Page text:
The Bell Witch has been a staple of supernatural folklore since the year 1817. Since then many tales have endured the test of time. From Frankenstein to Michael Myers our nightmares have been filled to the brim with things that go bump in the night. However, The Bell Witch, unlike her fictitious ilk, was very real. Something very strange came to Tennessee so many years ago. Something as unexplainable and deadly as it was real. Given the frightening source material it was only a matter of time before someone made a film about her.
Who better to tackle the story than a Tennessee native? Enter filmmaker and star, Ric White. Upon viewing The Bell Witch Haunting, it’s readily apparent that the material was being treated with respect. Every detail of the account seems to be meticulously recreated, and that serves as both the film’s saving grace and its downfall.
The main problem with The Bell Witch Haunting is the apparent absence of an editor. Even though the filmmakers painstakingly made every attempt at authenticity to the legend, the film’s run time comes in at just over two hours, making for an at times plodding viewing session. Shots go on for way too long, and some scenes could have been trimmed or otherwise completely omitted. Going over every nook and cranny of the story is a great idea for historical purposes; however, it doesn’t always make for good viewing.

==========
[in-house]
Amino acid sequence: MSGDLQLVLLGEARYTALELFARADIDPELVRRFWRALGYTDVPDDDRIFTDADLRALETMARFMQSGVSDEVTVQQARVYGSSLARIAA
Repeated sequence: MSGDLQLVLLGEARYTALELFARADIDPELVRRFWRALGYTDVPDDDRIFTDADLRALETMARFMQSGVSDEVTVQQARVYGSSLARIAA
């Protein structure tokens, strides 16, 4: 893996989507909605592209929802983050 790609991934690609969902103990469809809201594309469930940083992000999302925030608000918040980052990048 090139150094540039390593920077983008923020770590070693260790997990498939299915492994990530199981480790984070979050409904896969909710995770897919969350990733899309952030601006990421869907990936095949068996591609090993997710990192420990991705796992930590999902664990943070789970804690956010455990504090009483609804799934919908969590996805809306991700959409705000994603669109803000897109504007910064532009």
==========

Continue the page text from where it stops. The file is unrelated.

The sound design is surprisingly good, but the picture quality itself tends to get quite murky, especially in the darker scenes. I understand the film was set in the 1800’s, but please next time stop at Home Depot™ and pick up some lights. Hell, at points I would have settled for them just lighting a few more candles. My eyes still hurt. On the “extras” side of DVD land you get quite the package here. There’s an extensive behind the scenes/making of featurette that focuses a lot on the actual legend of The Bell Witch, and there’s a whopping 45 minutes of deleted scenes.
There was obviously a lot of love that went into making this film. The cast and crew show enough enthusiasm for two film productions, and from an indie film fan’s perspective that is something that I love to see. To them I tip my proverbial hat.
All in all, The Bell Witch Haunting is a mixed bag. For fans of the legend it’s a must see, but for the casual viewer it’s a really long haul.
The Bell Witch Haunting (2004)
Willing Hearts Productions
Directed by Ric White
Starring Doug Moore, Hope Wade, Amber Bland, Ric White
Behind the scenes featurette
2 out of 5